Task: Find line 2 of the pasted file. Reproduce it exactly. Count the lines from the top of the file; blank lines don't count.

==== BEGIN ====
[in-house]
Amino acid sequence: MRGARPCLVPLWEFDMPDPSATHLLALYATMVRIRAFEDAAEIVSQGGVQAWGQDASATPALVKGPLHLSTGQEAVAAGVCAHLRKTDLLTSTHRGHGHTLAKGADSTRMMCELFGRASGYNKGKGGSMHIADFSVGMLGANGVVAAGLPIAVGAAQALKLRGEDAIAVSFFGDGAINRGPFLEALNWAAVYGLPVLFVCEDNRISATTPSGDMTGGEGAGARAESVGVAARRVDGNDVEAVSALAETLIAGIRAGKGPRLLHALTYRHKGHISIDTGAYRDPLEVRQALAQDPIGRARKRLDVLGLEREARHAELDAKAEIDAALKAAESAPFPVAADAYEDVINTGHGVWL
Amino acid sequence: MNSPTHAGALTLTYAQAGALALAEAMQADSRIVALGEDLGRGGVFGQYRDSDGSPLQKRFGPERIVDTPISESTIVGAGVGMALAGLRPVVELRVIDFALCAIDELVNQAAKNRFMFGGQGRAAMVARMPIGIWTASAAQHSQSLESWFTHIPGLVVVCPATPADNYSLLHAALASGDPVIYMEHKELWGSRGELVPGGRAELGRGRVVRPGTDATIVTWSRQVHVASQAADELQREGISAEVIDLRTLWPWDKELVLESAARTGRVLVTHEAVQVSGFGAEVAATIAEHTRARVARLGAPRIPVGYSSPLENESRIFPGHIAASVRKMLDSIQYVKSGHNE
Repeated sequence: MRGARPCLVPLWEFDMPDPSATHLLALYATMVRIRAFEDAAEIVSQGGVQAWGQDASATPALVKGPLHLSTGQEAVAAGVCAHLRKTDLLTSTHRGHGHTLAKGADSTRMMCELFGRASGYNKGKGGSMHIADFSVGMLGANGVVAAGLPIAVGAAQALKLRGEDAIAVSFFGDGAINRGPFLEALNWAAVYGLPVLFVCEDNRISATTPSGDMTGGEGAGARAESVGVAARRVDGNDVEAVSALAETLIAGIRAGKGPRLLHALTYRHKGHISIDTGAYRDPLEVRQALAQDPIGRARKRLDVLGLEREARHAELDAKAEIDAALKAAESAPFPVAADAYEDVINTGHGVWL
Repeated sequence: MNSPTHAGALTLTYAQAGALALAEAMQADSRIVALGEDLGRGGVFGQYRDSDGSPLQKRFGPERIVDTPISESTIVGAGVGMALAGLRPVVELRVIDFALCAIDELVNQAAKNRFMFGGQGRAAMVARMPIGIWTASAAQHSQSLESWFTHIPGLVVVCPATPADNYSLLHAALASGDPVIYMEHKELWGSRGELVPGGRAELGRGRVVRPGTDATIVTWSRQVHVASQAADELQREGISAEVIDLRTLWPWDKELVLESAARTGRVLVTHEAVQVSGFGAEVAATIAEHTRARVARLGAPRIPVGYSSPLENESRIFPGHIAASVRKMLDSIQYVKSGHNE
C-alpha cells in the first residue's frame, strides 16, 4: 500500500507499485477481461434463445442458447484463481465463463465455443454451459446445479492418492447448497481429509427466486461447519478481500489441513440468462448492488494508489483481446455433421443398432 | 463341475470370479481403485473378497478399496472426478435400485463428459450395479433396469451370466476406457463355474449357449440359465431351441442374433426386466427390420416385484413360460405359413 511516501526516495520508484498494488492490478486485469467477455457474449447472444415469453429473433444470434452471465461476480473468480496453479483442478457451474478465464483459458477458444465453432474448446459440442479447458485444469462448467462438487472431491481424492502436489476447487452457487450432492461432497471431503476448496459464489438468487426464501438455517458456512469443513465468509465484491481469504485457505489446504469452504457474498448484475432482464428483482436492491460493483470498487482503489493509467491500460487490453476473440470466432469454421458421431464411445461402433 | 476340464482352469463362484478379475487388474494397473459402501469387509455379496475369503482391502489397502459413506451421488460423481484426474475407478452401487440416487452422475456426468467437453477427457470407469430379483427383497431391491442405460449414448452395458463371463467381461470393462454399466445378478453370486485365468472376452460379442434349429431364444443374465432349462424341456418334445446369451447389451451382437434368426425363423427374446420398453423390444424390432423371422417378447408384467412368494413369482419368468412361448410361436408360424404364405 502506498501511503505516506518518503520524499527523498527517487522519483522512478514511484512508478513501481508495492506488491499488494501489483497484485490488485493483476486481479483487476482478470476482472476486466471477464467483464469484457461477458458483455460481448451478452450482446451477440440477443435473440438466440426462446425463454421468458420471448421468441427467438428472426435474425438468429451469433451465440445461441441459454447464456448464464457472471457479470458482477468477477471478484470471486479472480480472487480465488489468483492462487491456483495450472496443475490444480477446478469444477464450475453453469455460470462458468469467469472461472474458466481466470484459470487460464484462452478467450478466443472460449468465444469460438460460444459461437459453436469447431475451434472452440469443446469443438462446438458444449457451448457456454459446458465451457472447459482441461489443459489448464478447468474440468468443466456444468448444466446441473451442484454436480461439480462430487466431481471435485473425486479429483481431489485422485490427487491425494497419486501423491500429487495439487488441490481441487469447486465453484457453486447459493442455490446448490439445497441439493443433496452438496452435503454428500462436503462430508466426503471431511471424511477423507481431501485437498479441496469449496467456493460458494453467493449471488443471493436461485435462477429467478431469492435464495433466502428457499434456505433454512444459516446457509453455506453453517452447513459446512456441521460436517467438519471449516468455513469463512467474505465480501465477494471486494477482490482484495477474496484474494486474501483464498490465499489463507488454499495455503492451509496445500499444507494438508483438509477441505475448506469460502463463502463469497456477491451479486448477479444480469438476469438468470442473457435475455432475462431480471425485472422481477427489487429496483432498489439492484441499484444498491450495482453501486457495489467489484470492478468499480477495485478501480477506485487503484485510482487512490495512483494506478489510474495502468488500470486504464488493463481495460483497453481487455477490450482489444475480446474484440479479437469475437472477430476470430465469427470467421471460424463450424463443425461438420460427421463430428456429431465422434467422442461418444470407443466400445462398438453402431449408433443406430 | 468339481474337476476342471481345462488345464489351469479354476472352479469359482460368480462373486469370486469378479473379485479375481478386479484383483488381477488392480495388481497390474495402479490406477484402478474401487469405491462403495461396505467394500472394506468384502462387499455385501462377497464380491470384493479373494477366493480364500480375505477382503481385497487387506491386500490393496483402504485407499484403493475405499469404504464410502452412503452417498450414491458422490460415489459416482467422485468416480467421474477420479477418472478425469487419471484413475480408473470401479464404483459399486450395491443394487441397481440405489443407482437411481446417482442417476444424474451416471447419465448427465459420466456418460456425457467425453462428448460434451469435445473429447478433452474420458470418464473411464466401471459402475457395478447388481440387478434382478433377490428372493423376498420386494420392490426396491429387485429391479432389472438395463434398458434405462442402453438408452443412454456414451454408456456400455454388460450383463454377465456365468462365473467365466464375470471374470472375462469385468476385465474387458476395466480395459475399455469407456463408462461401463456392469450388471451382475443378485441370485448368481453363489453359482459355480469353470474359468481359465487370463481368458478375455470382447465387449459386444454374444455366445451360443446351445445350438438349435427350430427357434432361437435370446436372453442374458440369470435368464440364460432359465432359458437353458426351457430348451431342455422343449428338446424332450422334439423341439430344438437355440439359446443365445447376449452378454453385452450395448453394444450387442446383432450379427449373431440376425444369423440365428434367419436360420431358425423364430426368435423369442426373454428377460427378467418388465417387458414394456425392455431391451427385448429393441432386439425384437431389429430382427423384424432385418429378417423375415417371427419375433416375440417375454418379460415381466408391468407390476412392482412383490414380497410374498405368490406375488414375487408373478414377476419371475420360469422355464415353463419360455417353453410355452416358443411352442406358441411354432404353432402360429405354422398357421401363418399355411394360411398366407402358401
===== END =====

Amino acid sequence: MRGARPCLVPLWEFDMPDPSATHLLALYATMVRIRAFEDAAEIVSQGGVQAWGQDASATPALVKGPLHLSTGQEAVAAGVCAHLRKTDLLTSTHRGHGHTLAKGADSTRMMCELFGRASGYNKGKGGSMHIADFSVGMLGANGVVAAGLPIAVGAAQALKLRGEDAIAVSFFGDGAINRGPFLEALNWAAVYGLPVLFVCEDNRISATTPSGDMTGGEGAGARAESVGVAARRVDGNDVEAVSALAETLIAGIRAGKGPRLLHALTYRHKGHISIDTGAYRDPLEVRQALAQDPIGRARKRLDVLGLEREARHAELDAKAEIDAALKAAESAPFPVAADAYEDVINTGHGVWL